Flem’s Matons…


Yep… more Matons. Here are some beauties…

I’ve known Greg (otherwise known as Flem) for a while now. He’s played bass in Brisbane institution (certainly an apt term) ‘Blowhard’ along with my Sixfthick band mate Fred for many years, but is better known as the bassist for punk/hardcore band ‘Godnose’. Flem is a gear head as I am, so most of our conversations consist of us discussing our latest acquisitions, his Charvel Surfcaster basses or most recently Flem’s Mark III bass amp which sounds pretty good. He didn’t convince me so much with his Musicman Bongo bass, which although designed by BMW, I think still looks too freak’n weird even for me…

Picture 2
Flem in Godnose action with his Bongo

Fred had mentioned that Flem owned a Maton Phil Manning Custom Stereo, so after asking Flem if he wanted to sell it (‘no…’) I asked if I could have a look at it. I was mightily impressed.


It looked a lot like my former PM Custom, but beaten to hell. This guitar has been played HARD. If Maton ever reissue the Phil Manning (ha! yeah right.) and decide to make a relic version, this would be the template for that guitar. It’s a gorgeous looking instrument. All the Custom Stereo’s I’ve seen have been in pretty good condition, but this has obviously been played every day of it 35 years.


Most of the neck finish had been worn off, and the back was suffering sever buckle rash. But it looked and still played fantastic. Look at the neck join. What a work of art…


What struck me most was how light this guitar was. My previous Maton was a boat anchor… if it felt like this I’d still own it. And the neck on Flem’s Maton is a dream. It’s very similar to Gibson’s 60’s profile, but with a much more rounded fingerboard edge and a ridiculously low profile. Again.. I asked Flem if I could buy it…




The celluloid trussrod cover had deteriorated badly over the years. It had started puffing and crumbling. I think it adds to the overall ‘Aussie bar band patina’ of this axe.


But the most interesting about this example is that it allowed me to study Maton’s fake body grain technique. Fred had explained to me that Maton painted the grain onto the dark red Phil Mannings to disguise the fact the wood was just cheap Queensland Maple. Apparently it’s an old cabinet makers trick. The grain is just painted on with Indian ink, then sprayed over with colour and clear coated… as per this guitar. My Maton was in perfect condition, so I couldn’t tell, but as Flem’s was so worn away, you could see clearly the dark grain lines was hand applied. (So, so cool.)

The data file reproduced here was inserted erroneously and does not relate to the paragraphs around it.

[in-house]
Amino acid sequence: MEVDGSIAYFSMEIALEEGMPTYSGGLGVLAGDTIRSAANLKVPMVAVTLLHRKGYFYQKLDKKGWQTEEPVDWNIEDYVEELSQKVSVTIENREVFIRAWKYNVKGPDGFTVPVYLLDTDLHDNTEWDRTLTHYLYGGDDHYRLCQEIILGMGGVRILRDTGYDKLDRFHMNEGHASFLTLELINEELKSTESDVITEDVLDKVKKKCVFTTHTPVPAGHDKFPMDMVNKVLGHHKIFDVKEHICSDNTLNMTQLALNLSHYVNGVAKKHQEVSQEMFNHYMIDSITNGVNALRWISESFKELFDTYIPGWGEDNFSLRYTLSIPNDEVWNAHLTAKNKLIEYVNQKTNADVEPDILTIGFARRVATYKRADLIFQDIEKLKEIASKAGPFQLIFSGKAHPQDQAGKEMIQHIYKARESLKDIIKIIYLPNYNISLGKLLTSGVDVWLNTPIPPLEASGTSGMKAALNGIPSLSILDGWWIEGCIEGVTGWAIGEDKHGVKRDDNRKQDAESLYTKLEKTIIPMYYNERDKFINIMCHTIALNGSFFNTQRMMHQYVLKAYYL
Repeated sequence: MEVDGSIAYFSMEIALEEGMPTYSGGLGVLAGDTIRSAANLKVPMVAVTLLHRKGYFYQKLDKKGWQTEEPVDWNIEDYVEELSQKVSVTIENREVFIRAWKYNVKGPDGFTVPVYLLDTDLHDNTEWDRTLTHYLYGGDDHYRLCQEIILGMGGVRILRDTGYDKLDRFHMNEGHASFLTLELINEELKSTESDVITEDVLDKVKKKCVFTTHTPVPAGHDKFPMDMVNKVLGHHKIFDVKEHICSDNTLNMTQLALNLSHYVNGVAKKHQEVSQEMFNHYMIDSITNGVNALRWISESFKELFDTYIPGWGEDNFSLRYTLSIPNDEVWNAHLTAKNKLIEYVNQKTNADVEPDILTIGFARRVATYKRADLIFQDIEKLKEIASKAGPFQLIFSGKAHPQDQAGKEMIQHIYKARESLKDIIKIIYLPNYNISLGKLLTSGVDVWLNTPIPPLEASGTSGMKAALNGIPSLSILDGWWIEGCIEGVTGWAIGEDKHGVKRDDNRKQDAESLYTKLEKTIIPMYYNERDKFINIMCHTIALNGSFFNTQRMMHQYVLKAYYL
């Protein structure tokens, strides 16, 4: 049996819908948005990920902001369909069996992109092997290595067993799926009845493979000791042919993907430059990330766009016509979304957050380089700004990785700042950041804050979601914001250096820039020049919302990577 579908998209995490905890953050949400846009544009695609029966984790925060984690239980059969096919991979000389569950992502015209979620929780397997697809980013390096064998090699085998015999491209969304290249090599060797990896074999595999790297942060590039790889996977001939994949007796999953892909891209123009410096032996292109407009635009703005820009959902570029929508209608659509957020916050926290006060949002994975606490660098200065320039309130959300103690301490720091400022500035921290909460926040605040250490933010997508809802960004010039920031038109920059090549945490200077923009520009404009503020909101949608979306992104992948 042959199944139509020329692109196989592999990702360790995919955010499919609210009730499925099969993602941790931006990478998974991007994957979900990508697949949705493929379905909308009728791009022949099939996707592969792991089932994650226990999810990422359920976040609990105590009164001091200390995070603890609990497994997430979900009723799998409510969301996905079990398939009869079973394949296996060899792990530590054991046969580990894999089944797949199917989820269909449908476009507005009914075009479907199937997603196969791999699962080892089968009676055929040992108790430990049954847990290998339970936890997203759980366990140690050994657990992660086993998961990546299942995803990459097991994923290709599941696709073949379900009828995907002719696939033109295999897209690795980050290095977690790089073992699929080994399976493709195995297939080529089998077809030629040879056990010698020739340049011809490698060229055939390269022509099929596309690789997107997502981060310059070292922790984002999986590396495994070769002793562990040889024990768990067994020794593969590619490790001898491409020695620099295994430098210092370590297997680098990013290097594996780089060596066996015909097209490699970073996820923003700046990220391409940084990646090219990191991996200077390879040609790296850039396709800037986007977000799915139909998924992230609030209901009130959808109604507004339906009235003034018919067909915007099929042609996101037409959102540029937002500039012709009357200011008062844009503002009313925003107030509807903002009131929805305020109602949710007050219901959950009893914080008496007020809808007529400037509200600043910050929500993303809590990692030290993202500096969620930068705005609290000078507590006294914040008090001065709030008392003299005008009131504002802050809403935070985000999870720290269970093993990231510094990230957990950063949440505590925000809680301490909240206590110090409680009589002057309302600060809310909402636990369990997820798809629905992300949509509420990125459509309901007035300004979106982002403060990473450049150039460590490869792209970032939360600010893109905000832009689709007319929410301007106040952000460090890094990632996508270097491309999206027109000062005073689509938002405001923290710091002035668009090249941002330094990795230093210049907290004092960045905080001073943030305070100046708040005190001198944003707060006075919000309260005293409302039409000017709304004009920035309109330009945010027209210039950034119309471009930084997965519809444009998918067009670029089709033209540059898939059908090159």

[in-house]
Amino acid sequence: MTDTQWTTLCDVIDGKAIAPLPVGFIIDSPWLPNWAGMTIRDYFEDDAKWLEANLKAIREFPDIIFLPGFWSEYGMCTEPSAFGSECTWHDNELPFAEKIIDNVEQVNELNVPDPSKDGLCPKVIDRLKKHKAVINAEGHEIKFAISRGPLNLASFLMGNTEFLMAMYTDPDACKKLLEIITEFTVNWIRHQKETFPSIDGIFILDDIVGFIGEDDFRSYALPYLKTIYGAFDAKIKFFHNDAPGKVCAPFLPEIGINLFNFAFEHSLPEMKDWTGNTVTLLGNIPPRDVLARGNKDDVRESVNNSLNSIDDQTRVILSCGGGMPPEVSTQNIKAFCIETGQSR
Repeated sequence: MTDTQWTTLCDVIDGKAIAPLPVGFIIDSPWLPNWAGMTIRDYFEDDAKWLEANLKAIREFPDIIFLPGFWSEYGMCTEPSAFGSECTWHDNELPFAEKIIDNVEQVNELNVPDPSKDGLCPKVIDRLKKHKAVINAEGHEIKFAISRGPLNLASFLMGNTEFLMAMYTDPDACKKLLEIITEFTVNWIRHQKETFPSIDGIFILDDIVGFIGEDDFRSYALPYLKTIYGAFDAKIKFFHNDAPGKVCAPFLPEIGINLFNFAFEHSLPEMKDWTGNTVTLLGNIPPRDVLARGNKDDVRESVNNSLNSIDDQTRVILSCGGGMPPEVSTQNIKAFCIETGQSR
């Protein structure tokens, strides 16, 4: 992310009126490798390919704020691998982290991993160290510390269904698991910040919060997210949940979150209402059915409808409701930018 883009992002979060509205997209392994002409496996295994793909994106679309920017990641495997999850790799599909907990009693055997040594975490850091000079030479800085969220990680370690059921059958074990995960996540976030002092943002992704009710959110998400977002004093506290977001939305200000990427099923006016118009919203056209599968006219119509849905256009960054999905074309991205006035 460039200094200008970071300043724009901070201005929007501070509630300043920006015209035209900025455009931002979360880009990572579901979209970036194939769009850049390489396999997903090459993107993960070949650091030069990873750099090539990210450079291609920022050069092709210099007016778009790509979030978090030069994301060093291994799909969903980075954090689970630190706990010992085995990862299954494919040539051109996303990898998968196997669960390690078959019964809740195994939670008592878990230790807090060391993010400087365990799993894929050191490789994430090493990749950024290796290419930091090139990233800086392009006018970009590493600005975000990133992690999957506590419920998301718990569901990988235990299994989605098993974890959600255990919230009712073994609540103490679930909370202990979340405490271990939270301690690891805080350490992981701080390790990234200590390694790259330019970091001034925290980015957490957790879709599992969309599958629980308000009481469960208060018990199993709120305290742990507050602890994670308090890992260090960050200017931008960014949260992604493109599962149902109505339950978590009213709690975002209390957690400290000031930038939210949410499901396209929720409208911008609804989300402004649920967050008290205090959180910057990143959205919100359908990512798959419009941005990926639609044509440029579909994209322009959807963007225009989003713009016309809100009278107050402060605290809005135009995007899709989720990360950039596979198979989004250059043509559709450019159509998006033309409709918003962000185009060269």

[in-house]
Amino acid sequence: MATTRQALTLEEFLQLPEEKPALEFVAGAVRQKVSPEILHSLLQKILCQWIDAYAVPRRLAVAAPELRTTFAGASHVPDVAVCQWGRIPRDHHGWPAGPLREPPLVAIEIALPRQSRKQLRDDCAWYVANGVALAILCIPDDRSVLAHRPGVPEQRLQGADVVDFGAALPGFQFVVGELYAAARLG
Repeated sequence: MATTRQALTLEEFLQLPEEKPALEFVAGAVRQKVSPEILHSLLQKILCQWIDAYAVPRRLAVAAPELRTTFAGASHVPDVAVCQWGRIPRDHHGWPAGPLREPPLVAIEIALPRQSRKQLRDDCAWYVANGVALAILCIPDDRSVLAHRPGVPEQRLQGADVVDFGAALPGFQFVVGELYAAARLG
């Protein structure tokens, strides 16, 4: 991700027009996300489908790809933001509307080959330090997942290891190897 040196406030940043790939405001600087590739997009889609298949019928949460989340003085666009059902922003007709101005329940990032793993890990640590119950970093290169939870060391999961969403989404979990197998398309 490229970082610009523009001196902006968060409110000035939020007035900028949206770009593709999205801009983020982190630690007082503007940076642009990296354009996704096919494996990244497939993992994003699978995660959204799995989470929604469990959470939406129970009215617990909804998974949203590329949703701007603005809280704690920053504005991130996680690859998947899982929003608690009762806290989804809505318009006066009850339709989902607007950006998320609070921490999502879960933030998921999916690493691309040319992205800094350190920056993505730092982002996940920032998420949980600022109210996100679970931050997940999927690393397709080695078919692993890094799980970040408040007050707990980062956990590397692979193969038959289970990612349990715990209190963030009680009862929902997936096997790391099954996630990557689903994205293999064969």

So… in conclusion… this is the best looking, best playing Maton Phil Manning I’ve come across. FLEM….I WANT IT!!!


After I shot the photo’s for this guitar, Flem mentioned he had another old Maton. I was pleasantly surprised with what he brought out…


Flem had inherited this beautiful old Maton Supreme from his uncle, who had passed away. It’s a very sweet example, with loads of flame maple everywhere…


The guitar is in great condition… apart from the neck joint which needs work. I’ve seen this on old Gretsch’s, where the hide glue just turns to crystals and shatters… easy to fix, though.


This guitar is ALL there though. Original pickups and knobs. It even still has the original ‘M’ tailpiece, which for some reason is the first thing to go on these guitars.


It still even has the original machine heads. I love how the back of these guitars are painted black. It’s just… classy. You can see that the wood is slightly staring to separate at the joins… so as long as you only played ‘light’ jazz on this, you should be ok. Jon Spencer would destroy this guitar in 3 minutes.


The end of this story is a little shocking. Along with this guitar, Flem’s Uncle also owned an original 50’s Gretsch White Falcon and early 60’s Gretsch Country Gentleman. Flem’s aunt sold these to Cash Converters for $200.. not each… both. So while we can forgive Flem’s Aunt for not knowing these guitars true worth (and cursing the Cashies shop manager to hell for being a total ass-hat) we can also applaud Flem’s Uncle’s fine fine fine taste in guitars.